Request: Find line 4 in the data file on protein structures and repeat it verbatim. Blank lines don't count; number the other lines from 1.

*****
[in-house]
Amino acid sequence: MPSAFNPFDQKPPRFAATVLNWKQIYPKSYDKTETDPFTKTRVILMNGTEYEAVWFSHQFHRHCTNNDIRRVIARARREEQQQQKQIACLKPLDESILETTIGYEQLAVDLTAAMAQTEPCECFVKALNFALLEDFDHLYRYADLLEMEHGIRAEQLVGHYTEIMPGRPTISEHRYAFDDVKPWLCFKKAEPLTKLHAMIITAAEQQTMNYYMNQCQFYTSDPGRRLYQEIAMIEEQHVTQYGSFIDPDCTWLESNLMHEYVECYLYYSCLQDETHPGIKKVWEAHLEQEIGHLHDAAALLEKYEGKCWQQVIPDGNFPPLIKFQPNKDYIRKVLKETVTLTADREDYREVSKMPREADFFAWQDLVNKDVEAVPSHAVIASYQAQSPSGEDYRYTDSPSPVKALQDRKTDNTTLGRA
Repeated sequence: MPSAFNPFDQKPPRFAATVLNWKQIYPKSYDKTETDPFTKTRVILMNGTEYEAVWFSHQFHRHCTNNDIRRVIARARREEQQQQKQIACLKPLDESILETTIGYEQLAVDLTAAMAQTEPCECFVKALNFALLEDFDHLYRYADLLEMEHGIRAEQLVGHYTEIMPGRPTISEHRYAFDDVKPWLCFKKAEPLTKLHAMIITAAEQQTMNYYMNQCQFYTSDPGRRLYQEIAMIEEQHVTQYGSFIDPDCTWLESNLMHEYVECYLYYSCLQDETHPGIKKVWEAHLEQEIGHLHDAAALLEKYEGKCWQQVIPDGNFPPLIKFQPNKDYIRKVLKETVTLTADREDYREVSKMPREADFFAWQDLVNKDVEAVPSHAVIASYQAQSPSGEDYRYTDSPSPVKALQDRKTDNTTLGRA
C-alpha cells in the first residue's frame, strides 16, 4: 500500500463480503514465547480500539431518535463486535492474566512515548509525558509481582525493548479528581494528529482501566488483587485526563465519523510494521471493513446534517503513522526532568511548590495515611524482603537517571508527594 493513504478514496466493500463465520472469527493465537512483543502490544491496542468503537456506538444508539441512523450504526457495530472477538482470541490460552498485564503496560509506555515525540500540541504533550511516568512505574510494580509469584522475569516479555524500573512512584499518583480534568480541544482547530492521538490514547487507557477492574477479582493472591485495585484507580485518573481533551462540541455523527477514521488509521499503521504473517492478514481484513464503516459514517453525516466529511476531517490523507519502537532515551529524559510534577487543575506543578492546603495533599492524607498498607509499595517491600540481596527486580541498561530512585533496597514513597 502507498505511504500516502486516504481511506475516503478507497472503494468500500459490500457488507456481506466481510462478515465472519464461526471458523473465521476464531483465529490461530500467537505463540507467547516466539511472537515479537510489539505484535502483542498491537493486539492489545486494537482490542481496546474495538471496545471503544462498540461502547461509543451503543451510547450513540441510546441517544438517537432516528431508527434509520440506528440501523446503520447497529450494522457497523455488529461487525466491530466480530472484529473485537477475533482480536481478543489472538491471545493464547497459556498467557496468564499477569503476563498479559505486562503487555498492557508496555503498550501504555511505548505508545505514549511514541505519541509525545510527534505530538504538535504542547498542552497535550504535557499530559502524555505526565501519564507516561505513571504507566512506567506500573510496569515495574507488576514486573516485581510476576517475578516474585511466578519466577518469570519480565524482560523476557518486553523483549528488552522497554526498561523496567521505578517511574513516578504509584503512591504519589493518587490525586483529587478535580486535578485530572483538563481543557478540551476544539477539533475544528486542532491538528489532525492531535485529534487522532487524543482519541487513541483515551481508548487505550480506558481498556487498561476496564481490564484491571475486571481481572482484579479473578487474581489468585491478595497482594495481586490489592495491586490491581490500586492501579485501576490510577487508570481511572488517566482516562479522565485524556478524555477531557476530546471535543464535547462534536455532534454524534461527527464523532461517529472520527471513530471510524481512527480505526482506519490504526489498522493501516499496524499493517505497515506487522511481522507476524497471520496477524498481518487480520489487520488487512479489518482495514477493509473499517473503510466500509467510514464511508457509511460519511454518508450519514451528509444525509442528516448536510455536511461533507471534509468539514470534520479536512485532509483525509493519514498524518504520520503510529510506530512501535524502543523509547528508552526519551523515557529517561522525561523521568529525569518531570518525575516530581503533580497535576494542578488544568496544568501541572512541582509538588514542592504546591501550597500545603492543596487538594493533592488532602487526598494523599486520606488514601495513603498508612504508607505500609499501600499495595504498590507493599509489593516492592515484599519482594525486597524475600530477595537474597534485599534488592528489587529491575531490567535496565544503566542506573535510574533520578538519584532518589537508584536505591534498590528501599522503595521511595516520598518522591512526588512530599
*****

C-alpha cells in the first residue's frame, strides 16, 4: 500500500463480503514465547480500539431518535463486535492474566512515548509525558509481582525493548479528581494528529482501566488483587485526563465519523510494521471493513446534517503513522526532568511548590495515611524482603537517571508527594 493513504478514496466493500463465520472469527493465537512483543502490544491496542468503537456506538444508539441512523450504526457495530472477538482470541490460552498485564503496560509506555515525540500540541504533550511516568512505574510494580509469584522475569516479555524500573512512584499518583480534568480541544482547530492521538490514547487507557477492574477479582493472591485495585484507580485518573481533551462540541455523527477514521488509521499503521504473517492478514481484513464503516459514517453525516466529511476531517490523507519502537532515551529524559510534577487543575506543578492546603495533599492524607498498607509499595517491600540481596527486580541498561530512585533496597514513597 502507498505511504500516502486516504481511506475516503478507497472503494468500500459490500457488507456481506466481510462478515465472519464461526471458523473465521476464531483465529490461530500467537505463540507467547516466539511472537515479537510489539505484535502483542498491537493486539492489545486494537482490542481496546474495538471496545471503544462498540461502547461509543451503543451510547450513540441510546441517544438517537432516528431508527434509520440506528440501523446503520447497529450494522457497523455488529461487525466491530466480530472484529473485537477475533482480536481478543489472538491471545493464547497459556498467557496468564499477569503476563498479559505486562503487555498492557508496555503498550501504555511505548505508545505514549511514541505519541509525545510527534505530538504538535504542547498542552497535550504535557499530559502524555505526565501519564507516561505513571504507566512506567506500573510496569515495574507488576514486573516485581510476576517475578516474585511466578519466577518469570519480565524482560523476557518486553523483549528488552522497554526498561523496567521505578517511574513516578504509584503512591504519589493518587490525586483529587478535580486535578485530572483538563481543557478540551476544539477539533475544528486542532491538528489532525492531535485529534487522532487524543482519541487513541483515551481508548487505550480506558481498556487498561476496564481490564484491571475486571481481572482484579479473578487474581489468585491478595497482594495481586490489592495491586490491581490500586492501579485501576490510577487508570481511572488517566482516562479522565485524556478524555477531557476530546471535543464535547462534536455532534454524534461527527464523532461517529472520527471513530471510524481512527480505526482506519490504526489498522493501516499496524499493517505497515506487522511481522507476524497471520496477524498481518487480520489487520488487512479489518482495514477493509473499517473503510466500509467510514464511508457509511460519511454518508450519514451528509444525509442528516448536510455536511461533507471534509468539514470534520479536512485532509483525509493519514498524518504520520503510529510506530512501535524502543523509547528508552526519551523515557529517561522525561523521568529525569518531570518525575516530581503533580497535576494542578488544568496544568501541572512541582509538588514542592504546591501550597500545603492543596487538594493533592488532602487526598494523599486520606488514601495513603498508612504508607505500609499501600499495595504498590507493599509489593516492592515484599519482594525486597524475600530477595537474597534485599534488592528489587529491575531490567535496565544503566542506573535510574533520578538519584532518589537508584536505591534498590528501599522503595521511595516520598518522591512526588512530599